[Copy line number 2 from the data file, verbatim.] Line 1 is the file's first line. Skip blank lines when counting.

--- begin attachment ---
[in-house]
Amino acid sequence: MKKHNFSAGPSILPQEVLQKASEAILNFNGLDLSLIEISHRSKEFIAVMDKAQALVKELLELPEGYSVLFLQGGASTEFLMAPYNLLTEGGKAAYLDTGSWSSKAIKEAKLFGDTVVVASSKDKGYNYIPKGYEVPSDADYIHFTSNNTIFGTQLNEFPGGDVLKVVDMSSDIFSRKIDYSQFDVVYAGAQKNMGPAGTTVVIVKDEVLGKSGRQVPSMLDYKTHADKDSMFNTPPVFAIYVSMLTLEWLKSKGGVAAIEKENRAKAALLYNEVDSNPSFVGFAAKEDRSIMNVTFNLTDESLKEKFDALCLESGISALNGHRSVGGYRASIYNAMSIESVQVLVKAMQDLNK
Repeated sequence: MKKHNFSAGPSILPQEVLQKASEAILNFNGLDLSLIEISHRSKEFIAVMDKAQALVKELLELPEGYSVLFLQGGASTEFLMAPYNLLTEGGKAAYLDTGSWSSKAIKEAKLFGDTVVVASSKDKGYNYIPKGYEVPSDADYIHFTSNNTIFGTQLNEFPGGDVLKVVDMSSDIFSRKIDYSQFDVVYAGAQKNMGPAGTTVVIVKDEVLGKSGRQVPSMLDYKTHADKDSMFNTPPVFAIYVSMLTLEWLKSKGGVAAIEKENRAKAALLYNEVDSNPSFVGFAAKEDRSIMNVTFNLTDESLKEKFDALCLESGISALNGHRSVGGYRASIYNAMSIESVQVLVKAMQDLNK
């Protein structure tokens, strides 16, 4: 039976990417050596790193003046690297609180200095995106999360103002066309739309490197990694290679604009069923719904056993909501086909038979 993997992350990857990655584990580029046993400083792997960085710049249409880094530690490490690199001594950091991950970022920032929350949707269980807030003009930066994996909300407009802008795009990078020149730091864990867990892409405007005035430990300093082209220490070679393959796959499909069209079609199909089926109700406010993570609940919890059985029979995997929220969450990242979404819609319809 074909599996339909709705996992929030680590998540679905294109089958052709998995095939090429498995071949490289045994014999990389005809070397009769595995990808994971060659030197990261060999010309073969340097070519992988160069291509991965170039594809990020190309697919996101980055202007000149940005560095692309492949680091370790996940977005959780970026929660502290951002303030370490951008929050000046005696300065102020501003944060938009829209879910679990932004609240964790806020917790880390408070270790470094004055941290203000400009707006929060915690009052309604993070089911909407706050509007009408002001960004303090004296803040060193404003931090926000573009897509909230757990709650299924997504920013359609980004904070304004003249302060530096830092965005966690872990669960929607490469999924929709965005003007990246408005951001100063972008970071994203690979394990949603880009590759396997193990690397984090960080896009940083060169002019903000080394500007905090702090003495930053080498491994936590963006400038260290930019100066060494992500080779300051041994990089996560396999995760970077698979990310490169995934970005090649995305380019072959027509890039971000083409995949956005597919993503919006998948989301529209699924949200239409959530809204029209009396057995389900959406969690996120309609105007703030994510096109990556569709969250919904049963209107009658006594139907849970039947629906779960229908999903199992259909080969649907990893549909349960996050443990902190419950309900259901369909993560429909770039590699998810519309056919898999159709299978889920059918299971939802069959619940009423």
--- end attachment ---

Amino acid sequence: MKKHNFSAGPSILPQEVLQKASEAILNFNGLDLSLIEISHRSKEFIAVMDKAQALVKELLELPEGYSVLFLQGGASTEFLMAPYNLLTEGGKAAYLDTGSWSSKAIKEAKLFGDTVVVASSKDKGYNYIPKGYEVPSDADYIHFTSNNTIFGTQLNEFPGGDVLKVVDMSSDIFSRKIDYSQFDVVYAGAQKNMGPAGTTVVIVKDEVLGKSGRQVPSMLDYKTHADKDSMFNTPPVFAIYVSMLTLEWLKSKGGVAAIEKENRAKAALLYNEVDSNPSFVGFAAKEDRSIMNVTFNLTDESLKEKFDALCLESGISALNGHRSVGGYRASIYNAMSIESVQVLVKAMQDLNK